The unborn child from the start of the ninth week after conception to the time of birth.
Prenatal development is defined by two stages. The first stage involves the formation of the embryo from the fertilized egg. During this stage, the embryo's cells multiply and differentiate rapidly at an exponential rate. The embryo develops a primitive nervous and circulatory system. In the second stage of prenatal development the child-to-be is referred to as the fetus. Embryologists begin calling the embryo a fetus once the first bone cells appear, which is at about the eighth week after conception. The fetus is unlike the embryo in that it begins to become much more active. In the first trimester the fetus can kick its legs and move its arms. At this stage the heartbeat is strong enough to be detected by ultrasound.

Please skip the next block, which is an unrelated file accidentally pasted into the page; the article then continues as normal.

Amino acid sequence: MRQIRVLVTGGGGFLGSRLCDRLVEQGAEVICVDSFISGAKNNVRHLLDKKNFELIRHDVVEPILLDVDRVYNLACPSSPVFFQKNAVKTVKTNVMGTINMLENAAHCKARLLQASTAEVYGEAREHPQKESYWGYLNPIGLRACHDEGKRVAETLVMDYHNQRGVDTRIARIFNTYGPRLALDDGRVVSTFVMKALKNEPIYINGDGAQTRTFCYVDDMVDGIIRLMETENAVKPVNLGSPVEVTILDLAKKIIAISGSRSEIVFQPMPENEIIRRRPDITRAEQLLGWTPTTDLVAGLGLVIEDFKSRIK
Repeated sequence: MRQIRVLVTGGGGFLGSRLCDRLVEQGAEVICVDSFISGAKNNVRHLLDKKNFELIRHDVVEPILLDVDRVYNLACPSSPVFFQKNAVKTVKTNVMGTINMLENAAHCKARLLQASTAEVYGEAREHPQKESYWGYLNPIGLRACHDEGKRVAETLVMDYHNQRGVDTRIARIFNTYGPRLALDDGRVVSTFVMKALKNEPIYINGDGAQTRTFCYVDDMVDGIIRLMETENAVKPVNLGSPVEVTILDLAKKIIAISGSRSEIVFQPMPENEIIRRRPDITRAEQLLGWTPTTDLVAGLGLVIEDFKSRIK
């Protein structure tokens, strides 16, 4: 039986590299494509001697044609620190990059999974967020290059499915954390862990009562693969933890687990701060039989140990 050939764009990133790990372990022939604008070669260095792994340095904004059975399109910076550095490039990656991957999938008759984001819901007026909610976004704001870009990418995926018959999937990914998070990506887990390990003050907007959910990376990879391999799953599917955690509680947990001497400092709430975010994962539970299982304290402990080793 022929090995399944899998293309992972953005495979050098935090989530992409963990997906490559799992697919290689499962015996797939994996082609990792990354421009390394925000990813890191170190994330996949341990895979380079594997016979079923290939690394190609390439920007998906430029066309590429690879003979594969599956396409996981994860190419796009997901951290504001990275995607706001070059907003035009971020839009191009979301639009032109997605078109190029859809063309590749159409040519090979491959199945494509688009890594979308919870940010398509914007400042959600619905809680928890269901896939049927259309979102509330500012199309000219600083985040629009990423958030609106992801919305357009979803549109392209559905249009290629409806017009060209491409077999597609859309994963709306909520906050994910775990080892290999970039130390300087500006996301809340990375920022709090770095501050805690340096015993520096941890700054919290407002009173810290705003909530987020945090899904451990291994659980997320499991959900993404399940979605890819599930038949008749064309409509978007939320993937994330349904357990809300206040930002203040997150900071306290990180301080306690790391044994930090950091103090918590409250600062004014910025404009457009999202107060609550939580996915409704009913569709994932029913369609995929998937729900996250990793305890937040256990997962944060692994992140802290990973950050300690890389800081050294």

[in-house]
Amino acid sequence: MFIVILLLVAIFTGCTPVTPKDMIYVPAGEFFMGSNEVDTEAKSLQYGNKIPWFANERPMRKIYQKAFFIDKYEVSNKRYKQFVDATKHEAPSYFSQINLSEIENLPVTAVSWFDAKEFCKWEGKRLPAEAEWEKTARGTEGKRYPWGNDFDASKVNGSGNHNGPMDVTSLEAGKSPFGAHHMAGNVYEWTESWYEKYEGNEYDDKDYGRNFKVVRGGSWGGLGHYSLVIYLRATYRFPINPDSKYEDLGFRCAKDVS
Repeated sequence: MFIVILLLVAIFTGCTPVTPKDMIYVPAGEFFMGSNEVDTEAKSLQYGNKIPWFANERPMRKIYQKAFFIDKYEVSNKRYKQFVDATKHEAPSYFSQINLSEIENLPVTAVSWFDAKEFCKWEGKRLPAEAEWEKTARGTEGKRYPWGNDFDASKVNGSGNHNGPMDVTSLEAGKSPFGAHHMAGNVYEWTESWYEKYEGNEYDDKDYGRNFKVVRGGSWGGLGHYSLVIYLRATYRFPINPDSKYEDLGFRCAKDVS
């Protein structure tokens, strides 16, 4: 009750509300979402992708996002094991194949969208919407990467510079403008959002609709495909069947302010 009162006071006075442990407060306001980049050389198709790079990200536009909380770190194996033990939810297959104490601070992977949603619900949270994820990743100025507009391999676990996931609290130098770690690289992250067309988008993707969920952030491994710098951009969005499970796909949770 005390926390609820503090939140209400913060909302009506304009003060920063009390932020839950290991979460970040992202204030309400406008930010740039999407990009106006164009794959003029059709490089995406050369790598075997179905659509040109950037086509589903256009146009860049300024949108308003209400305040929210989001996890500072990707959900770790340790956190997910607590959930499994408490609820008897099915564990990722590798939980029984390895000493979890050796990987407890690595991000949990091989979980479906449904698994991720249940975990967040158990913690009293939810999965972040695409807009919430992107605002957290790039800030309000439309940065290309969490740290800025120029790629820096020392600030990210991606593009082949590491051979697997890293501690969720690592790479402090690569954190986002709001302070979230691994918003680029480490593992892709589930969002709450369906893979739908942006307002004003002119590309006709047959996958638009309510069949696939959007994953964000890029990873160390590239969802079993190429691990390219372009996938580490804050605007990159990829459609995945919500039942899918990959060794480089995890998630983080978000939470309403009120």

Johnson, Robert., ed. Mayo Clinic Complete Book of Pregnancy and Baby's First Year. New York: William Morrow, 1994.
Simkin, P., J. Whalley, and A. Keppler. Pregnancy, Childbirth, and the Newborn: The Complete Guide. New York: Meadowbrook Press, 1991.